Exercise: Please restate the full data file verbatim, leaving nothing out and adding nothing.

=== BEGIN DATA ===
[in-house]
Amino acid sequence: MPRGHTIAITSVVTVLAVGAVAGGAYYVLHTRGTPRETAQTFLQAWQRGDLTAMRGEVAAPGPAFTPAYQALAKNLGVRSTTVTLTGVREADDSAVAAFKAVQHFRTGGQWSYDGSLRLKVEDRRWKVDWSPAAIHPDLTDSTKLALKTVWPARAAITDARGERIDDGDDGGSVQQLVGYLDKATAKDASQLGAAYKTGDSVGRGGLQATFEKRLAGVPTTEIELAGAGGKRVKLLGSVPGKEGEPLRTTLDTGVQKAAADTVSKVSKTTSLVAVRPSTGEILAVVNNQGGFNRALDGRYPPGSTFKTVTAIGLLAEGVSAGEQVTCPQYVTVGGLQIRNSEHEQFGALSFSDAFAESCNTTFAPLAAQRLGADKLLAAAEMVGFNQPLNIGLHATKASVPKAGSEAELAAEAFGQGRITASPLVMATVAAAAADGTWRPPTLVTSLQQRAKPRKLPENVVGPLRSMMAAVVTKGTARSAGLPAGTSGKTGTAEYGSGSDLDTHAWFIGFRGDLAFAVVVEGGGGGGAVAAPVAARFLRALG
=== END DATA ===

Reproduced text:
[in-house]
Amino acid sequence: MPRGHTIAITSVVTVLAVGAVAGGAYYVLHTRGTPRETAQTFLQAWQRGDLTAMRGEVAAPGPAFTPAYQALAKNLGVRSTTVTLTGVREADDSAVAAFKAVQHFRTGGQWSYDGSLRLKVEDRRWKVDWSPAAIHPDLTDSTKLALKTVWPARAAITDARGERIDDGDDGGSVQQLVGYLDKATAKDASQLGAAYKTGDSVGRGGLQATFEKRLAGVPTTEIELAGAGGKRVKLLGSVPGKEGEPLRTTLDTGVQKAAADTVSKVSKTTSLVAVRPSTGEILAVVNNQGGFNRALDGRYPPGSTFKTVTAIGLLAEGVSAGEQVTCPQYVTVGGLQIRNSEHEQFGALSFSDAFAESCNTTFAPLAAQRLGADKLLAAAEMVGFNQPLNIGLHATKASVPKAGSEAELAAEAFGQGRITASPLVMATVAAAAADGTWRPPTLVTSLQQRAKPRKLPENVVGPLRSMMAAVVTKGTARSAGLPAGTSGKTGTAEYGSGSDLDTHAWFIGFRGDLAFAVVVEGGGGGGAVAAPVAARFLRALG